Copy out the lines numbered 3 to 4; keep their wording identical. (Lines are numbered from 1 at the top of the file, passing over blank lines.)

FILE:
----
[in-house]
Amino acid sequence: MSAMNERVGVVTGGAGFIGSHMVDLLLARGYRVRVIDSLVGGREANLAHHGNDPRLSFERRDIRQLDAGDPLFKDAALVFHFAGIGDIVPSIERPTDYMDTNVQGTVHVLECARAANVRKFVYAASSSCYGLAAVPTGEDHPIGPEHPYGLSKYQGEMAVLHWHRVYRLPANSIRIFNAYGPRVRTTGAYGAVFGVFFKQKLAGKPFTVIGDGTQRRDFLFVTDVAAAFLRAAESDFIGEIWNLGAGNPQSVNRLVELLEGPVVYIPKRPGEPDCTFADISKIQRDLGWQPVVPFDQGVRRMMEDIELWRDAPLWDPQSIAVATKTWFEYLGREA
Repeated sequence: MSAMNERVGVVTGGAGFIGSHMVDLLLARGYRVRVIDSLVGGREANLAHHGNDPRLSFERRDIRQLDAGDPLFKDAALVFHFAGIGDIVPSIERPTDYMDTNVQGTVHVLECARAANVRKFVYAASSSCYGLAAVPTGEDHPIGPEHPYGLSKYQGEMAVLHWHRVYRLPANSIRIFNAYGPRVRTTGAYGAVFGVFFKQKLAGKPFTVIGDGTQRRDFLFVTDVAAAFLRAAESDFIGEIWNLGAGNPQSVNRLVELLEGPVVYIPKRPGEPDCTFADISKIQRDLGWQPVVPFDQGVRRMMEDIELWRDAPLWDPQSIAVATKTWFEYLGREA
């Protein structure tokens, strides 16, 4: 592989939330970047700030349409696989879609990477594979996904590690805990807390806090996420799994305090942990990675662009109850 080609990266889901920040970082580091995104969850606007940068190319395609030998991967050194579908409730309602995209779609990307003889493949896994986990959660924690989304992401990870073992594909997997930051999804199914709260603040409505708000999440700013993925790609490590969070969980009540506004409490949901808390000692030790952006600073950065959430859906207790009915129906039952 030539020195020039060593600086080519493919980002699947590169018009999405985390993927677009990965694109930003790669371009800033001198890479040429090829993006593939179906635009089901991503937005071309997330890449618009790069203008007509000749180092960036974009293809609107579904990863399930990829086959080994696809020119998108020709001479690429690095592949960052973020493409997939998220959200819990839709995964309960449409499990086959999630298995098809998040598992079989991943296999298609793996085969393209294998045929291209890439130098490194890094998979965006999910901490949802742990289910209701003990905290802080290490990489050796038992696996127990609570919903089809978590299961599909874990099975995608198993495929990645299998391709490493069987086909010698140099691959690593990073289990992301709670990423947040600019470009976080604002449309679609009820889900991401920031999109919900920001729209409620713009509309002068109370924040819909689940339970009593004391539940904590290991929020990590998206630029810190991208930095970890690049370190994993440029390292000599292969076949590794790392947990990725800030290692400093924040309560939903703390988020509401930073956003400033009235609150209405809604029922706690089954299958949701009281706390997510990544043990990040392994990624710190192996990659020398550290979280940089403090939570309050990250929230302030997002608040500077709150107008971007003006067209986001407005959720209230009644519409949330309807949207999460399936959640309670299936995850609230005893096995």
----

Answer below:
Repeated sequence: MSAMNERVGVVTGGAGFIGSHMVDLLLARGYRVRVIDSLVGGREANLAHHGNDPRLSFERRDIRQLDAGDPLFKDAALVFHFAGIGDIVPSIERPTDYMDTNVQGTVHVLECARAANVRKFVYAASSSCYGLAAVPTGEDHPIGPEHPYGLSKYQGEMAVLHWHRVYRLPANSIRIFNAYGPRVRTTGAYGAVFGVFFKQKLAGKPFTVIGDGTQRRDFLFVTDVAAAFLRAAESDFIGEIWNLGAGNPQSVNRLVELLEGPVVYIPKRPGEPDCTFADISKIQRDLGWQPVVPFDQGVRRMMEDIELWRDAPLWDPQSIAVATKTWFEYLGREA
């Protein structure tokens, strides 16, 4: 592989939330970047700030349409696989879609990477594979996904590690805990807390806090996420799994305090942990990675662009109850 080609990266889901920040970082580091995104969850606007940068190319395609030998991967050194579908409730309602995209779609990307003889493949896994986990959660924690989304992401990870073992594909997997930051999804199914709260603040409505708000999440700013993925790609490590969070969980009540506004409490949901808390000692030790952006600073950065959430859906207790009915129906039952 030539020195020039060593600086080519493919980002699947590169018009999405985390993927677009990965694109930003790669371009800033001198890479040429090829993006593939179906635009089901991503937005071309997330890449618009790069203008007509000749180092960036974009293809609107579904990863399930990829086959080994696809020119998108020709001479690429690095592949960052973020493409997939998220959200819990839709995964309960449409499990086959999630298995098809998040598992079989991943296999298609793996085969393209294998045929291209890439130098490194890094998979965006999910901490949802742990289910209701003990905290802080290490990489050796038992696996127990609570919903089809978590299961599909874990099975995608198993495929990645299998391709490493069987086909010698140099691959690593990073289990992301709670990423947040600019470009976080604002449309679609009820889900991401920031999109919900920001729209409620713009509309002068109370924040819909689940339970009593004391539940904590290991929020990590998206630029810190991208930095970890690049370190994993440029390292000599292969076949590794790392947990990725800030290692400093924040309560939903703390988020509401930073956003400033009235609150209405809604029922706690089954299958949701009281706390997510990544043990990040392994990624710190192996990659020398550290979280940089403090939570309050990250929230302030997002608040500077709150107008971007003006067209986001407005959720209230009644519409949330309807949207999460399936959640309670299936995850609230005893096995």